At 1:15 a.m. early Thursday, May 21 on the westside of Olympia, Washington, white police officer, Ryan Donald, shot two young black unarmed men, step-brothers, Andre Thompson, aged 24, and Bryson Chaplin, aged 21. These two Olympia residents are in serious condition at nearby hospitals in Tacoma and Seattle. Fortunately, they are expected to live.
According to the local newspaper, The Olympian, of May 22, 2015 the two brothers had been skateboarding at a local park before going to a Safeway supermarket nearby. They picked up some beer and were stopped by an employee of Safeway inside the store but near the entrance and past the cash registers. When challenged, they dropped the beer and took off shortly before 1 a.m. last Thursday. Safeway employees then called the Olympia Police Department. Police officer Ryan Donald responded and found Andre Thompson and Bryson Chaplin a few minutes later, about a half mile north of Safeway and near the brothers’ home. According to police reports, Police Officer Donald got out of his police car a little before 1:15 a.m. and was attacked by one of the brothers with a skateboard. Donald shot one of them and they fled into a nearby wooded area. When they re-emerged, the police officer, Donald shot the other brother multiple times.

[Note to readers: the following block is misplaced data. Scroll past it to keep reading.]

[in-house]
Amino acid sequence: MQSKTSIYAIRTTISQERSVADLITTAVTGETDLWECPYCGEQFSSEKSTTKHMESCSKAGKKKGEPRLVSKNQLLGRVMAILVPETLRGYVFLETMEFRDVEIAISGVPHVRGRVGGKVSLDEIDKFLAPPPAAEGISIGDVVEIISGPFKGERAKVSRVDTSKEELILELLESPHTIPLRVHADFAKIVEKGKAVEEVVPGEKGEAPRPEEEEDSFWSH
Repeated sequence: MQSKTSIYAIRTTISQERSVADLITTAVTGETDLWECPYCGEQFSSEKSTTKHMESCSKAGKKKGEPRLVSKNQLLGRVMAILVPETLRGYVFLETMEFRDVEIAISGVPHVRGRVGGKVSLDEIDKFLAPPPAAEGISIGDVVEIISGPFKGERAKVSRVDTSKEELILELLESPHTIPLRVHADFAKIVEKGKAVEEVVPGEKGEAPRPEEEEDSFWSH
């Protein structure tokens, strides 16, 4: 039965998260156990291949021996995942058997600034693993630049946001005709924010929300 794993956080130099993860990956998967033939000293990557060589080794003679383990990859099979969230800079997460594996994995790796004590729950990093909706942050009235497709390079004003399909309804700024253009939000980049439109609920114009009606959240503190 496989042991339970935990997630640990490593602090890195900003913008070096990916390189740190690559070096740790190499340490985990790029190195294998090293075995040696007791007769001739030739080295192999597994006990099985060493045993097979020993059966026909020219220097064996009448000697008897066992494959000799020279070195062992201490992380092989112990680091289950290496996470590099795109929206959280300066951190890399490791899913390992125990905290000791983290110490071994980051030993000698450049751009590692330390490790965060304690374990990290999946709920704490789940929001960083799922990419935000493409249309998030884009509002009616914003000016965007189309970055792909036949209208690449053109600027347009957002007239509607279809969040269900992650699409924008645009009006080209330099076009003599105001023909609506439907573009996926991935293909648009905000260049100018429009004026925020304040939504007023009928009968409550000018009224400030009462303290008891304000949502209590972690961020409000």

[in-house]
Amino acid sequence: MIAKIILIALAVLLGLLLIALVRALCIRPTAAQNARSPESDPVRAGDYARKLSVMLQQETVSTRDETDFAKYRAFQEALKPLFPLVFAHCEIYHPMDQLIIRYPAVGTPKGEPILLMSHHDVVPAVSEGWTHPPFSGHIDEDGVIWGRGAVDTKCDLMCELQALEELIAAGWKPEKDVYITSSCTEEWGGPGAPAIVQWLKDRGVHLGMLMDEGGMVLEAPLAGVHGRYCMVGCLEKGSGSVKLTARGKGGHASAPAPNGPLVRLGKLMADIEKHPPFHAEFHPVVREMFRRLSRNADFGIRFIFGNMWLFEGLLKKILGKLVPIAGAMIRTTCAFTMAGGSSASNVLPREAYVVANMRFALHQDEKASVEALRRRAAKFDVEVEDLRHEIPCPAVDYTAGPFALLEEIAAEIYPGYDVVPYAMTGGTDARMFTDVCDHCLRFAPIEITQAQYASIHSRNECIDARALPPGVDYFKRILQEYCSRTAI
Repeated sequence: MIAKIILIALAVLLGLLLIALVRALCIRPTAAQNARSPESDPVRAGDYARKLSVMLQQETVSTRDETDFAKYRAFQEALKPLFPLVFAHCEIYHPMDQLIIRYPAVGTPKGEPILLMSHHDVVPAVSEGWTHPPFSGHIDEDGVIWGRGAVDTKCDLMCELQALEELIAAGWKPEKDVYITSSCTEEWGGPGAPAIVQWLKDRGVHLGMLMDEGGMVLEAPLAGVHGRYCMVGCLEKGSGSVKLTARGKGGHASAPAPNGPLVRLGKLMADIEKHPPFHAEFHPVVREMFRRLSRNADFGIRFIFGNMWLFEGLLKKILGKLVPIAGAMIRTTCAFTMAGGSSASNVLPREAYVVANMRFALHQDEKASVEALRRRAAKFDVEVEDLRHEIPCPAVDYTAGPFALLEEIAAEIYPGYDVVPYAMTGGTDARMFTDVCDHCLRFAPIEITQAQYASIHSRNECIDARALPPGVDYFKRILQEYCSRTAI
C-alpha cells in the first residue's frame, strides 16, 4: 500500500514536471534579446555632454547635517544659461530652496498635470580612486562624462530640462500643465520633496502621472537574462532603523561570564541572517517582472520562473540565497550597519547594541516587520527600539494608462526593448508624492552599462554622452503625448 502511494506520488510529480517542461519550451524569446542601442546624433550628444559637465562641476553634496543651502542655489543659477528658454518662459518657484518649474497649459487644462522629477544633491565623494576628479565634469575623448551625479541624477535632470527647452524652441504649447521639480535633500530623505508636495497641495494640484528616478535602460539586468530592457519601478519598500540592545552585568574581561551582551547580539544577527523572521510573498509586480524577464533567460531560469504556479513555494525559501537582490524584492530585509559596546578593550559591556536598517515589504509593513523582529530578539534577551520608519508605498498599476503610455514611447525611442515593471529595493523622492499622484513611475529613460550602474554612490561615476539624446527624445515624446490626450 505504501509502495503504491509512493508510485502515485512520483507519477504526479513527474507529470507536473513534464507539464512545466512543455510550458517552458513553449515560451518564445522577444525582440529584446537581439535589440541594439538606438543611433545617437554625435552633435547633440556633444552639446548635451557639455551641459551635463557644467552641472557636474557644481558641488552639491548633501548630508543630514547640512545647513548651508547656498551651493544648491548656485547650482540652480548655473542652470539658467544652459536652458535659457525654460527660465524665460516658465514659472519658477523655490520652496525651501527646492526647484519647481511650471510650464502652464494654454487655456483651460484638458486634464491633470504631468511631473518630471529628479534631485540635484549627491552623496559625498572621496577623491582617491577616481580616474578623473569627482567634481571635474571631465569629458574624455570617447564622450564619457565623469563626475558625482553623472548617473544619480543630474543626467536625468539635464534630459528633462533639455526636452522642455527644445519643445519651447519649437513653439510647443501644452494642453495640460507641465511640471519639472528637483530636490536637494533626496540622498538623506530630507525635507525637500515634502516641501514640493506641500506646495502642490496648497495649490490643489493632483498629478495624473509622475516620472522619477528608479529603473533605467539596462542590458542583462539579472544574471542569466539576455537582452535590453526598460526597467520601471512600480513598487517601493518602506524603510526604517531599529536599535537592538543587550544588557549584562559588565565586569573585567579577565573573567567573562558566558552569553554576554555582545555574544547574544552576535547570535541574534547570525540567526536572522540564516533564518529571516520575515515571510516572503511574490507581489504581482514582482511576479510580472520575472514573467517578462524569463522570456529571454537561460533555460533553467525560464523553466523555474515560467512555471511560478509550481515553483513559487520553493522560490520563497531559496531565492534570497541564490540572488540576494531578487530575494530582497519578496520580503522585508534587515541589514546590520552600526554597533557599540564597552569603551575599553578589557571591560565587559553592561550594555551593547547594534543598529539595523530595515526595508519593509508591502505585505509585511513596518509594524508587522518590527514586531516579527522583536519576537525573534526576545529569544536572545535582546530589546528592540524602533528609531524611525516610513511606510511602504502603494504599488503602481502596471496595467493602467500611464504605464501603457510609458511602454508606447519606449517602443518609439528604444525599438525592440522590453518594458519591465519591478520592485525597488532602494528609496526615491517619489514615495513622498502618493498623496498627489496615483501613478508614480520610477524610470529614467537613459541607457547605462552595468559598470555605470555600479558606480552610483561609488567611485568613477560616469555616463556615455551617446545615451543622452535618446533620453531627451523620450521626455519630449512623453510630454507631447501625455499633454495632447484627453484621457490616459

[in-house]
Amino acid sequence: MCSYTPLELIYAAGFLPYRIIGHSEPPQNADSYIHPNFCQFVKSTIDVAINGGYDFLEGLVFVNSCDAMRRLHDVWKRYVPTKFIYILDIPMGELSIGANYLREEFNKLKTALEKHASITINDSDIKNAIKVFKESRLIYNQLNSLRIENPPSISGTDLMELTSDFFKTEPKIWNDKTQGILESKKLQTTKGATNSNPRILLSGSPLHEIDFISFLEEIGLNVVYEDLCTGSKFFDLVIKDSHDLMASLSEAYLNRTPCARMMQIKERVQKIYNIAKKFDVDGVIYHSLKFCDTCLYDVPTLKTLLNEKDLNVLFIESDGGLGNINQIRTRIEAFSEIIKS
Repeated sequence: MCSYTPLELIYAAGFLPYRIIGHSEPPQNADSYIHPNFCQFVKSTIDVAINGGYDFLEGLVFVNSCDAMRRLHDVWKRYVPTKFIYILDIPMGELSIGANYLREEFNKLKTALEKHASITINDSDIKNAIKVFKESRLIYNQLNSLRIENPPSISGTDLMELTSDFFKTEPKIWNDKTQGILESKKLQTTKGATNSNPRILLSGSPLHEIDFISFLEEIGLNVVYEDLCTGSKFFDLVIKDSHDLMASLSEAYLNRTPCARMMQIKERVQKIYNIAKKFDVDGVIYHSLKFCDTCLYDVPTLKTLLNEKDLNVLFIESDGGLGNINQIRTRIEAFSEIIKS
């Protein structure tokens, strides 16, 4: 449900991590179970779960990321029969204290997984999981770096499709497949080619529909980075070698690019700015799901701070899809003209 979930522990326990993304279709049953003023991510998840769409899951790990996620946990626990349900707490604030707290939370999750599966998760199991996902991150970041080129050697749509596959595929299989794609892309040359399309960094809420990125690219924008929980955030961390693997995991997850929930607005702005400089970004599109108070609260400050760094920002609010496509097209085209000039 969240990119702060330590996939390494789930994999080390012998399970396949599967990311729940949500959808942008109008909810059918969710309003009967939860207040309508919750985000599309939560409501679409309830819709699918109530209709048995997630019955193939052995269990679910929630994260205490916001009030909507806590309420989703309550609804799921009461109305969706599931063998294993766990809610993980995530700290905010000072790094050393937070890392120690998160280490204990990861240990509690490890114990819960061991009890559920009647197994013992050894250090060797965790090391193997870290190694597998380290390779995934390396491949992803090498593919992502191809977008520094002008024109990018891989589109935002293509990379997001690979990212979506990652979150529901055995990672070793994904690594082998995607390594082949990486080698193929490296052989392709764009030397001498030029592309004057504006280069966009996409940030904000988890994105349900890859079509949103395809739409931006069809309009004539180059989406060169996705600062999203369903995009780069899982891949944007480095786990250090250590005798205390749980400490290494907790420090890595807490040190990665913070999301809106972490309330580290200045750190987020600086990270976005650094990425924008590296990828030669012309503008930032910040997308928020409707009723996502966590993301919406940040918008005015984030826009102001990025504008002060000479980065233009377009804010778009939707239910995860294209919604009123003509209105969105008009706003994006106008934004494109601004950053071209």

Neither brother was armed. Olympia police officer Donald was not injured.
The first shooting seems unjustified. Remember we are talking about suspects in an alleged shoplifting incident of which Safeway had photos. Officer Donald did not have to get out of his police car.
The second shooting that took place a few moments later appears to be a case of attempted murder. Donald cannot claim that he was in imminent danger when he fired the second time. He has not made a statement yet.
Police officer Ryan Donald, age 35, had served tours of duty as part of the U.S. military in Iraq and Afghanistan and also had worked for the U.S. Border Patrol before becoming an Olympia police officer. As one Olympia resident said at a rally on the day of the shooting, Ryan Donald had served in institutions where hunting “men of color” was the norm. There is an important issue of police officers who return from U.S. wars abroad and a militarized border, and then have a mindset that the local residents are dangerous or “the enemy” and shoot if there is the slightest perceived threat.
Many people I know in Olympia, Washington, which is a small liberal city of 50,000, say the police killings of Sean Bell, John Williams, Michael Brown, Tamir Rice, Eric Garner, Akil Gurley, Antonio Zambrano-Montes in Pasco, Washington, Walter Scott , and most recently, Freddie Gray, and Daniel Covarrubias in Lakewood, Washington were terrible and horrible but police shootings couldn’t happen in Olympia; that we are so liberal. It is a mistaken Olympia exceptionalism.
Police shootings, especially of blacks, can happen anywhere in the United States. Racism exists in Olympia just as it does throughout the rest of the nation. We are not living in a post-racial society.